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Effective Leadership: Vision, Values and a Spiritual Perspective

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Three Temples of the Future

While a spiritual perspective in formulating a vision of the future provides the guidance needed to formulate and sustain this vision, it also opens the door to a greater appreciation of the distinctive differences to be found in many spiritual traditions regarding the fundamental nature of a future—however it is being conceived. Essentially, there are three templates that can be applied in formulating this vision of the future. These templates, in turn, are based on three different assumptions regarding the fundamental nature of time itself.

Linear Time: This was the template being used in the narratives of the Torah—as well as in the perspective offered by Fred Polak and most “futurists.” This template assumes that time is moving forward. Ideally, societies are moving upward. There is such a thing as progress and the achievement of goals. The shining city on the hill is being built. All lines have a beginning and an end. Communities are created and progress to a more “advanced” and humane level: however, there can’t be external progress. We all will eventually die, as will any community or society. A linear template inevitably requires an image of the Eschaton (the end of time). We find this image in the final chapter of the Christian New Testament.  There, in the Book of Revelations, we are confronted with the horrifying narrative of death, destruction and retribution. The “End” is never pretty. As we have already noted, when everything is coming to an end (as in the Mad Max movies) there is little need for the nurturing of a child—unless (as in McCarthy’s The Road) there is some lingering transcendent concern for human welfare.

Cyclical Time: This second template assumes that time is coming back around on itself. Societies remain the same while they are changing. We might envision traveling on a Möbius strip. After moving on the strip for a short while, we find ourselves on the opposite side of the strip. Change and transformation have taken place. However, as we continue our journey, this change and progress seems to have receded into the background. Eventually, we find ourselves back to where we began on our Möbius journey. We come to realize that “progress” is just an illusion.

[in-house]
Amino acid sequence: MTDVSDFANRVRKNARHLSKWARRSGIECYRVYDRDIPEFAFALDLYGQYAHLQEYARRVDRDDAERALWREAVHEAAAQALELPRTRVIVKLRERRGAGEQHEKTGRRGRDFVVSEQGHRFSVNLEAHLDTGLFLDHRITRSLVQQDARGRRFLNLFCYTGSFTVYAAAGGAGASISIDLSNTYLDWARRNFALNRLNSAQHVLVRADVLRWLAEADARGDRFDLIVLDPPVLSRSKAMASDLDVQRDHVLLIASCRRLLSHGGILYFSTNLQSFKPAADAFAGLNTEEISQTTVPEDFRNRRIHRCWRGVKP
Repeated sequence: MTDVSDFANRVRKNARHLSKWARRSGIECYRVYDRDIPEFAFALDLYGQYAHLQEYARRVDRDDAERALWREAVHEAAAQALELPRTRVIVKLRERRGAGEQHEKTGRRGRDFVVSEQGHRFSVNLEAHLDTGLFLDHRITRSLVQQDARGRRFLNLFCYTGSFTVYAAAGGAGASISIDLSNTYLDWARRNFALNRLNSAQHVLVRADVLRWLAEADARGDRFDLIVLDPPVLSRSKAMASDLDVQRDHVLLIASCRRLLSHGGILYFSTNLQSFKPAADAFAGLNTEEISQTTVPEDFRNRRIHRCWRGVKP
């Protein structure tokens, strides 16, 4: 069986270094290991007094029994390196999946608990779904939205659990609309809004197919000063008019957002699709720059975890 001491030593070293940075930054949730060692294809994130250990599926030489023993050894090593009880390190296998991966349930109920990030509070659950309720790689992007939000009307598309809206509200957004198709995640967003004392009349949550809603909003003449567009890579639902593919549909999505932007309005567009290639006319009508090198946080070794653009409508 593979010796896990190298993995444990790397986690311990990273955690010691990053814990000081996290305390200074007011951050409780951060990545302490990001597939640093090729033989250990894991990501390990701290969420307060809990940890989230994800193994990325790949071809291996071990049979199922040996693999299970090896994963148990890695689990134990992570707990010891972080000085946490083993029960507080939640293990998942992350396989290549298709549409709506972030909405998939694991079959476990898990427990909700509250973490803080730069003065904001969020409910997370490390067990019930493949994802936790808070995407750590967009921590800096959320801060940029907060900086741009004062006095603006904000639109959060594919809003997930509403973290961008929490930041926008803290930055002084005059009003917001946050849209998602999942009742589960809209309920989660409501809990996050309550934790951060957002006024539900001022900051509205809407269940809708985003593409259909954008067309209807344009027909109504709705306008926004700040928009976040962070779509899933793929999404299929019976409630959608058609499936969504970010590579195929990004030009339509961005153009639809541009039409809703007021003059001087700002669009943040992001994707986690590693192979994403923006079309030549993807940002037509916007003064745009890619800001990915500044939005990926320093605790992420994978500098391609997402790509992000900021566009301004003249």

The cyclical template is to be found in most natural religions—for they are based on and aligned with the cyclical seasons of nature. There is a Spring, Summer, Fall and Winter that repeatedly appear throughout the life of those creatures dwelling in a European forest or on a Russian steppe. The Baalites of the fertile plain in the Mideast were worshippers of a natural religion. Their sacrifice of animals was part of their ritualized recognition that birth, life, and death are repeated over and over again among all living beings. Moses’ clash with the worshippers of Baal represented confrontation between one spiritual tradition that is based on a linear template and another tradition that is based on a cyclical template.

It is fully understandable that those who worshipped Baal would fully absorb a cyclical version of time, for the rivers that they lived near (Tigris and Euphrates) flooded every year. They depended on this flooding to provide the crops and the grains for their own consumption and that of their herds. Mythically, the battle never ends between Marduk and Tiamat—this never-ending battle is represented in the yearly flooding and subsequent receding of these two rivers of the Fertile Crescent. There is an eternal struggle between order (Marduk) and chaos (Tiamat). This is a fundamental dynamic of mythic (and real) life.

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